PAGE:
Green anacondas can be known to be defensive and they are very powerful snakes. When these snakes are born, they are often quite defensive as this is a stage in their life where many of them would fall prey to a predator in the wild. With regular handling they tend to get much more tolerable of human interaction as they grow. Snake hooks are normally used to assist in maneuvering defensive snakes but are not recommended to be used to lift large anacondas as they are heavy bodied snakes and all of that weight on a thin hook could easily break their ribs. It is best to carefully use a snake hook just to nudge the snake before picking them up, so they know it is not time to eat. Gently pick up the snake using your hands and always keep an eye on the snake’s behavior. Some of my anacondas have stayed defensive but most of them are fine to be handled as they are accustomed to it. In fact, one of my adult female anacondas is probably the calmest and friendliest snake I own, out of dozens of different species.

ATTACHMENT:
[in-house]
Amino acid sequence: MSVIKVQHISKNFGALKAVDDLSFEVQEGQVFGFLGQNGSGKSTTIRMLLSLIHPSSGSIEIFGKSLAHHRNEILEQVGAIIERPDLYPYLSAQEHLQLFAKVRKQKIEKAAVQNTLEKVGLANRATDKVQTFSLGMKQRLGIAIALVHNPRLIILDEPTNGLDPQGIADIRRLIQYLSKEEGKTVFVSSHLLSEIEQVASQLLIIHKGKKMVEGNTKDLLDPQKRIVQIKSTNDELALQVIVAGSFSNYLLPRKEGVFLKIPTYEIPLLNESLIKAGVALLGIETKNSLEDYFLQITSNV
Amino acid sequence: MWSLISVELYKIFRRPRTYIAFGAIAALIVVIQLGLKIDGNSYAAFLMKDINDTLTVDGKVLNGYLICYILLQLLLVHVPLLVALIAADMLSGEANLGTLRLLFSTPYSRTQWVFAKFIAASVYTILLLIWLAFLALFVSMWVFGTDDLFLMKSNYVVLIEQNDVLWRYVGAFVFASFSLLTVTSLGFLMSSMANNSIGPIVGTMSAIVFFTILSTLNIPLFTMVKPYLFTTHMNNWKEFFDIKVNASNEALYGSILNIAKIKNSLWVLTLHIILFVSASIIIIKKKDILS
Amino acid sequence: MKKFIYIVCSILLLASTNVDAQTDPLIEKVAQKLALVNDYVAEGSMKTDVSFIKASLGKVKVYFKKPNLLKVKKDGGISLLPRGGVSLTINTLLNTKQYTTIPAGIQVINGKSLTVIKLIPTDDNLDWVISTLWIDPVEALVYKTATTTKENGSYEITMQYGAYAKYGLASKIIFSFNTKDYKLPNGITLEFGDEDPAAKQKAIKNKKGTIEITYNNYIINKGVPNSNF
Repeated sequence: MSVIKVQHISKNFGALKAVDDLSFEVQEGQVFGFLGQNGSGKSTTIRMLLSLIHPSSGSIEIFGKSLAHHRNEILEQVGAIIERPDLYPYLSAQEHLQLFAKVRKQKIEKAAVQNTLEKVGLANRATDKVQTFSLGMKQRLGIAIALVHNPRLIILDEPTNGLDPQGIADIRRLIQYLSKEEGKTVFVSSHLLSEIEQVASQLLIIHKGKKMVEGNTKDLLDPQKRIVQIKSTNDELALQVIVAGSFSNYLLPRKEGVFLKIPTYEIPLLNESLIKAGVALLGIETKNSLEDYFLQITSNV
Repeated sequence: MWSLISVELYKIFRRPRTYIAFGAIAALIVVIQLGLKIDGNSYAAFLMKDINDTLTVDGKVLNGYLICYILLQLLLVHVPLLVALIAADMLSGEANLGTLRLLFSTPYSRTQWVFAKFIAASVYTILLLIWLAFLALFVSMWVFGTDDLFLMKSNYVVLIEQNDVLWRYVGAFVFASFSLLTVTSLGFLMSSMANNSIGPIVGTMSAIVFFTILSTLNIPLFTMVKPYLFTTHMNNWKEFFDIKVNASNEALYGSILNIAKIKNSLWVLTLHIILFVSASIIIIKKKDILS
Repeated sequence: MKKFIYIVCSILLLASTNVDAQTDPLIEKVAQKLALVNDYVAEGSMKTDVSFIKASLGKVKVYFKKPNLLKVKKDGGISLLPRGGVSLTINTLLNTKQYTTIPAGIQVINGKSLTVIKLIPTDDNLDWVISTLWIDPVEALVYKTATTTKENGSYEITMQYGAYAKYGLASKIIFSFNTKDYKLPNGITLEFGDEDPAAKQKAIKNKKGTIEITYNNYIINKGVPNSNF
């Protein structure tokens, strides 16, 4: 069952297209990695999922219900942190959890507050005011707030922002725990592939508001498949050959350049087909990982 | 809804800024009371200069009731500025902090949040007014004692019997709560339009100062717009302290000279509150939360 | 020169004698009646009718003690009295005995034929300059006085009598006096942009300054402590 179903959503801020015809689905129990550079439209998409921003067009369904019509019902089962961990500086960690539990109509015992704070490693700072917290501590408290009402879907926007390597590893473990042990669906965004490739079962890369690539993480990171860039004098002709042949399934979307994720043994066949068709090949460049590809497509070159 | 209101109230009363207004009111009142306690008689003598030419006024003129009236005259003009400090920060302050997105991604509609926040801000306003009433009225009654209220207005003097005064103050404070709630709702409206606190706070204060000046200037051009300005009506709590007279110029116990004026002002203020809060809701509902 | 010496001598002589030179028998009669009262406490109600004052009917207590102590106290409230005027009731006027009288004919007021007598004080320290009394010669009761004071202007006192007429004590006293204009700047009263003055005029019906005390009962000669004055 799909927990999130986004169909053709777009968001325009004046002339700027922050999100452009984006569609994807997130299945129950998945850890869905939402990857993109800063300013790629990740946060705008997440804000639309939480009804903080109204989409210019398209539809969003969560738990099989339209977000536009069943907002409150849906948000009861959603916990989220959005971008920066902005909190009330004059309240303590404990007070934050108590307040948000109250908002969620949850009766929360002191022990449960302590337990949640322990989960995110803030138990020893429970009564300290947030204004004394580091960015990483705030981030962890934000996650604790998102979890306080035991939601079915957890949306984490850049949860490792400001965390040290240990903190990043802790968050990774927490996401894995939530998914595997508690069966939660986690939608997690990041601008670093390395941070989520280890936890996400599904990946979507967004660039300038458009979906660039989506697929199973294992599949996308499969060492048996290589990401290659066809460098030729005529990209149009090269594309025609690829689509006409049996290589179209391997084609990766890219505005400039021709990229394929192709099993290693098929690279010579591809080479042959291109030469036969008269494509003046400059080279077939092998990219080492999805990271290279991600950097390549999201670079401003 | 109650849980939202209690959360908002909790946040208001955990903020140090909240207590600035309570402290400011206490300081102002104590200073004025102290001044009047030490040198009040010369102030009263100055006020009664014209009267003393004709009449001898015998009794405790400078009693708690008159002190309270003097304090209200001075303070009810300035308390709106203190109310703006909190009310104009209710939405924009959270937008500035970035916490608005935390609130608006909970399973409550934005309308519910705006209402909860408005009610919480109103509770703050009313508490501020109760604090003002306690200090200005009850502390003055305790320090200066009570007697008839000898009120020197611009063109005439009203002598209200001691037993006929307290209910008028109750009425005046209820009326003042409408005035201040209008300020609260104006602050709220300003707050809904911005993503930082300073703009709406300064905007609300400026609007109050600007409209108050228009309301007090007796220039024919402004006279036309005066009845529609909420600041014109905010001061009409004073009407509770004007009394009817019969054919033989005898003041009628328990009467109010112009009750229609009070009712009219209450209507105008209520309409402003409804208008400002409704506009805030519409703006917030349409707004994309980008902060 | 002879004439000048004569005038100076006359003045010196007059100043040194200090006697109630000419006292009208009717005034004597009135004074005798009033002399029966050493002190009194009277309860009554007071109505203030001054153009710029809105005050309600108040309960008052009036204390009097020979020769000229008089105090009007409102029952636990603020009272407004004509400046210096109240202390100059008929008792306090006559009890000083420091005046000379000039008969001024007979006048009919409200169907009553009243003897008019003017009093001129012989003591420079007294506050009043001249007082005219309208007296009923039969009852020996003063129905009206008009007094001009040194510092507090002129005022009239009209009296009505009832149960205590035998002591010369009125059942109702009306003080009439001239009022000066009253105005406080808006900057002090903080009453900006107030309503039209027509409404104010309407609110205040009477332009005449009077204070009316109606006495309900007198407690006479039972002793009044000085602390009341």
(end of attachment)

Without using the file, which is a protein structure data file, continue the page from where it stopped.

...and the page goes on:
Cleaning largely depends on when the snake defecates or urinates. This is typically weekly for most snakes so you should be cleaning the enclosure often to avoid any bacteria growth or other health hazards. If you use substrate such as coco-fiber, often times you are able to spot clean the area and just fill it in with new substrate. Substrate should be fully replaced every few weeks and a thorough cleaning of the entire enclosure is necessary.




These snakes typically do not have many issues with shedding as their humidity should be kept higher than most snakes and they should have a constant large water source to soak in. Younger anacondas shed every few weeks and their shedding slows down as they age. Adults may only shed every few months. A snake fed more heavily would typically shed more than a snake fed less often, as that snake would be growing faster. If there does happen to be a problem with stuck shed, simply up the humidity and take the snake out and put it in a container/tub to soak for a couple hours if it will not soak on its own. The shed skin should come right off during or after the soak. If not, continue the sessions of soaking for the following few days. Just be sure not to pull the shed off if it does not very easily come off as this may result in tearing of the skin or pulling off scales.